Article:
Dean hoping for second title at Western

August 17, 2003|MIKE MARSEE

A host of area high school stars headed off to college last summer to further their football careers. But only one of them came home with a national championship ring.

J.R. Dean isn't wearing that ring as much as he did in the weeks after he received it in the spring, but the Mercer County High School graduate is rightfully proud of it.

He is fully aware of the implications it has for the coming season, both for Dean and for his Western Kentucky team.

"We won a national championship, so I guess I didn't have an ordinary first year in college," Dean said. "That kind of sets your expectations high for the following year."


Dean didn't play a down last season - he was redshirted and has four years of eligibility remaining - but he got the same ring as everyone else who helped Western win its first NCAA Division I-AA championship. The players received their rings at a ceremony after the Hilltoppers' spring game, and Dean said it was a special moment for him.

"That'll be a memory I'll remember the rest of my life," he said. "The first two or three weeks, I wore it pretty much every day. Now I only wear it on special occasions."

One memory Dean doesn't have is of being on hand for the national championship game in Chattanooga, Tenn. NCAA rules prohibit schools from taking players who aren't on the travel squad to road games - even if they sit in the stands - so Dean watched the title game on television.

"It would've been nicer to be there, but it was nice knowing I helped them get there," he said.

Dean spent his season doing the things most redshirt players do. The 6-1 Dean put on 20 pounds during the season and weighed 300 to 305 pounds during the summer. He said he hopes to play at 295 to 300.

"They had all of the freshmen put on as much weight as possible and work on the basic fundamentals of our position," he said.

Dean hopes to do more this season.

"I'm in pretty good shape to make the travel squad. That's my goal," he said.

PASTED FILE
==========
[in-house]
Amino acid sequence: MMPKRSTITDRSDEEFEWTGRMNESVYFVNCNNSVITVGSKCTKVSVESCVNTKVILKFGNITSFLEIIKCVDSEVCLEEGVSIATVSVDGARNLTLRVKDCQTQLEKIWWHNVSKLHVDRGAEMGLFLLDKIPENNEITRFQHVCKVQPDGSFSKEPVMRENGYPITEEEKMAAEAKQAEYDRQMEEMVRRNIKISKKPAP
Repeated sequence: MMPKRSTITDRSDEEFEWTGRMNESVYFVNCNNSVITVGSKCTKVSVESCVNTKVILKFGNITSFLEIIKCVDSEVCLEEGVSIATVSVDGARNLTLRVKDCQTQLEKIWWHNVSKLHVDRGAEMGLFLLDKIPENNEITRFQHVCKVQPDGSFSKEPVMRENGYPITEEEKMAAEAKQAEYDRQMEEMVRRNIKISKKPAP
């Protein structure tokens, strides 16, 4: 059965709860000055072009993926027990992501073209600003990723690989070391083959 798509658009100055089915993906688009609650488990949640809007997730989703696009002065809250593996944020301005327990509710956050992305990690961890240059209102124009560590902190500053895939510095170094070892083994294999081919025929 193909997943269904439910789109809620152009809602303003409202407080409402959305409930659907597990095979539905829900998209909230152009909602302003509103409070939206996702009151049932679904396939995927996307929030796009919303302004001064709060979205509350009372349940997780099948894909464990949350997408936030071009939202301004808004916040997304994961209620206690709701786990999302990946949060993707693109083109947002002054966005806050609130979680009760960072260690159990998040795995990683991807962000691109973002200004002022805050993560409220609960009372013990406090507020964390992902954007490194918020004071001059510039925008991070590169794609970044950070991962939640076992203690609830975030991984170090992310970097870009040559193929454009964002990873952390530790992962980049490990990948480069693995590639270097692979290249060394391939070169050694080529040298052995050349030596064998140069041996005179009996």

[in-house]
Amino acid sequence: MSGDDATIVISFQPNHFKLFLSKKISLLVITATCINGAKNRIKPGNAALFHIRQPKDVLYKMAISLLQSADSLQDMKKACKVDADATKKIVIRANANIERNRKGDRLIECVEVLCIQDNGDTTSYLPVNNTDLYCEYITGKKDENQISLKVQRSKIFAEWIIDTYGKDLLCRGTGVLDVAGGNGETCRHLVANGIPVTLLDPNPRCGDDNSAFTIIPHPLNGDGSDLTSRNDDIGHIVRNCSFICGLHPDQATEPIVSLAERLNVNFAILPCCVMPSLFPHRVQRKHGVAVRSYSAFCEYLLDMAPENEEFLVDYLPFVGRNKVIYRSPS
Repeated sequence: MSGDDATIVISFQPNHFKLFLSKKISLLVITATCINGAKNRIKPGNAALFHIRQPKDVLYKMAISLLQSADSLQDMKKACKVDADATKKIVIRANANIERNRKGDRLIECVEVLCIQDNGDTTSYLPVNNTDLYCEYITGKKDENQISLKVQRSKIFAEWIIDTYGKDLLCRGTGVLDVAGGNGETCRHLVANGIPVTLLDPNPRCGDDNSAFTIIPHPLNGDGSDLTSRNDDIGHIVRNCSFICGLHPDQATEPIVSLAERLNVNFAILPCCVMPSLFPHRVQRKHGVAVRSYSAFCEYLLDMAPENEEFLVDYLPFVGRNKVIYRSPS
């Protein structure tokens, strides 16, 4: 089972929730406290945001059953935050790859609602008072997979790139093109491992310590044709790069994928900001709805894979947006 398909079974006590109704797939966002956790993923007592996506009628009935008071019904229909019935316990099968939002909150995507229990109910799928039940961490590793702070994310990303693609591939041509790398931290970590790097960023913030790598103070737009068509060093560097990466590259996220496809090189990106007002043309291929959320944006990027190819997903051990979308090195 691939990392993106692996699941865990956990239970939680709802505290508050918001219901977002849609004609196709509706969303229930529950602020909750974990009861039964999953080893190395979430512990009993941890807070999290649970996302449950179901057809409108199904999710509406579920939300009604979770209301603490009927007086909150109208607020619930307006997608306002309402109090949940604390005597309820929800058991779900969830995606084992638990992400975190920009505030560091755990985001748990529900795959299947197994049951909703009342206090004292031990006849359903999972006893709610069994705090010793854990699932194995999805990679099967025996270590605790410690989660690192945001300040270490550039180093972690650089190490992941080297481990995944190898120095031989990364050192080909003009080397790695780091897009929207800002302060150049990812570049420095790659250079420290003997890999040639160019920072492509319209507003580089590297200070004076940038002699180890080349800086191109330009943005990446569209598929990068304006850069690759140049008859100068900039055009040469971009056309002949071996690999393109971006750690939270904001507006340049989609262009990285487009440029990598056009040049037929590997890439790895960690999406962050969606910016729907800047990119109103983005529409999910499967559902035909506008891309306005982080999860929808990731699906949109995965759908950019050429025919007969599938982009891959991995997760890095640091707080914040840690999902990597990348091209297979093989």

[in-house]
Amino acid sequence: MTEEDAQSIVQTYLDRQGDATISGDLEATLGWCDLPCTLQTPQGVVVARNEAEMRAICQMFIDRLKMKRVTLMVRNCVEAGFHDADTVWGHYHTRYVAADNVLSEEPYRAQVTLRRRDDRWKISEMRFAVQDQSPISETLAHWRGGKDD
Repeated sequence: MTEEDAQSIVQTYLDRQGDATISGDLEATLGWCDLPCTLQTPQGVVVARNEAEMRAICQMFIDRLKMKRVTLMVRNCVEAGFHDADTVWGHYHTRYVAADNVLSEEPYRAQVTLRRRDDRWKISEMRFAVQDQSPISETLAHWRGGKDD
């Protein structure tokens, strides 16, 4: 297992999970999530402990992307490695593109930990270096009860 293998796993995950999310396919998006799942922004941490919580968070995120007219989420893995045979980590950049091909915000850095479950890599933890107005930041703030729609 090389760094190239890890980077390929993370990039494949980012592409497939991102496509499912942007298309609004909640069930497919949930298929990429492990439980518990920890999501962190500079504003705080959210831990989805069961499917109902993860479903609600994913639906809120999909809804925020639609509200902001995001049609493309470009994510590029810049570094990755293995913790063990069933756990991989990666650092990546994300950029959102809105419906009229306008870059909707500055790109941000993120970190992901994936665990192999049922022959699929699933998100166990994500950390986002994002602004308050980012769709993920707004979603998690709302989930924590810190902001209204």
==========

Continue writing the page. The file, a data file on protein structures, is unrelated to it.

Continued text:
It seems like a good bet, given the fact that he finished spring practice at No. 2 on the depth chart at right guard.

Dean is playing for his second position coach in as many years. There are several new faces on the staff put together by David Elson, a former assistant promoted to head coach after Jack Harbaugh resigned, and one of them is offensive line coach Walter Wells, who comes to Western from Eastern Kentucky.

"He's intense," Dean said. "He pushes you so hard and makes you strive for your best."

Western's best was good enough for a championship last season, something no one thought was possible when the season began.

"Going into the season, nobody expected anything from us," Dean said. "We really didn't have any star players, but we were a team."

And while a repeat might seem like a tall order, Dean said it isn't out of the question.

"We have the talent to do it again, but we have to find replacements for players from last year at the quarterback and running back positions," he said. "We've just got to come together."

Dean won't be the only area player helping the Hilltoppers this fall.

Jake Rostker, who graduated from Boyle County High School this spring, is a walk-on freshman.

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